2011-12: 4th 15th 110th Callahan (T-92nd)
2012-13: 8th 22nd 19th Callahan (71st)
2013-14: 38th 12th T-101st Richards (T-198th)
2014-15: T-38th 30th 73rd Stepan (T-212th)
Last season and this season, Vigneault has had a balance rotation of attack. He’s called upon, coached, seemingly been uniformly obliged by his cadets, and exercised every bit of supposed “depth” out of the rosters he’s been handed… all while coming through with magnificent results. That’s why both of AV’s seasons as NYR coach, they are also the only two seasons the NY Rangers have not had a forward average 19+ minutes per/game (since its tracking began in 1997). In fact, the only other time a Rangers forward has not averaged 20 minutes a game in any season was the 1999-2000 Rangers, where Petr Nedved averaged 19:54/game. Vigneault’s pine-piloting has been a revelation, totally unseen in Madison Square Garden’s home bench approach.
Why are the NY Rangers such a successful team this year? Why are they so equipped to protect 3rd period leads under Vigneault’s approach? Simple: The NY Rangers are one of the most well-rounded teams in the NHL when it comes to burning all parts of the candle. When the 3rd frame is underway, players like Rick Nash, Derek Stepan, Ryan McDonagh & Dan Girardi will have exerted several minutes’ less worth of ice time, and will have simply been more rested than their opponents. NYR, along with the Boston Bruins & Florida Panthers, are the only NHL teams with no forward averaging 19+ minutes per game.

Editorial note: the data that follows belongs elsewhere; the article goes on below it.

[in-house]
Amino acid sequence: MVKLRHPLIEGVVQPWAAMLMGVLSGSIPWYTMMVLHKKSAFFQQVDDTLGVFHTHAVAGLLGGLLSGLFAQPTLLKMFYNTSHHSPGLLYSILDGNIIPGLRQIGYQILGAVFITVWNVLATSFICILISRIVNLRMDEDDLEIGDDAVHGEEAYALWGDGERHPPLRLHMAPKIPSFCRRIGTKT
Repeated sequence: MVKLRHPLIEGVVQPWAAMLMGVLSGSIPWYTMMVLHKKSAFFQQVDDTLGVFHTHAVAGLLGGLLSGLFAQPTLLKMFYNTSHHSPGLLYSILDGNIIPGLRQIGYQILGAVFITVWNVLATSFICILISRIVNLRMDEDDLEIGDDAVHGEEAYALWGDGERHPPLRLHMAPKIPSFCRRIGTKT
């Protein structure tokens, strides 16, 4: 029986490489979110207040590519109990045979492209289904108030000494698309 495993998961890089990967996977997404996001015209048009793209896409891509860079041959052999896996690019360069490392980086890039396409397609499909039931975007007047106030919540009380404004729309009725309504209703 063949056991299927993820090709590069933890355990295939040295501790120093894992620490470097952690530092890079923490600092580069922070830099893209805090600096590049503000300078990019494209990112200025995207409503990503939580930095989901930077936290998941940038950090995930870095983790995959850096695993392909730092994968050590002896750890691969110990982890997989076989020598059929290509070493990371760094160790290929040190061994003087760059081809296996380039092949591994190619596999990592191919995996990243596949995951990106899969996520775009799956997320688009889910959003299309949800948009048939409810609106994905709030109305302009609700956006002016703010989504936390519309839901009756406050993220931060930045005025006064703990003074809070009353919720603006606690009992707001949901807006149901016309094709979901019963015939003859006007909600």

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There’s some sentiment floating around (and becoming less guilty to think about with more updates of Henrik Lundqvist’s rehab cardio drills) supposing Lundqvist returning for the playoffs with a long rest could be a serendipitous weapon of mass reduction come late April. Incredibly, the NY Rangers are in no need to rush his return, as the team’s parts have come together to stopgap sloppy wins with Cam Talbot suddenly taking the wheel.
My thoughts on it?
Lundqvist won the 2012 Vezina Award, and carried the NY Rangers to the Eastern Conference Finals for the 1st time in 18 years. It was certainly his best season at that time, and perhaps arguably his best overall year of hockey in the NHL. It was also the 1st season Lundqvist was rested more than a dozen games in a single season since he took the starting job from Kevin Weekes in early 2006. Last season, en route to the Cup Finals, Lundqvist was rested 19 games (though some form injury), and had his most impressive postseason campaign to date.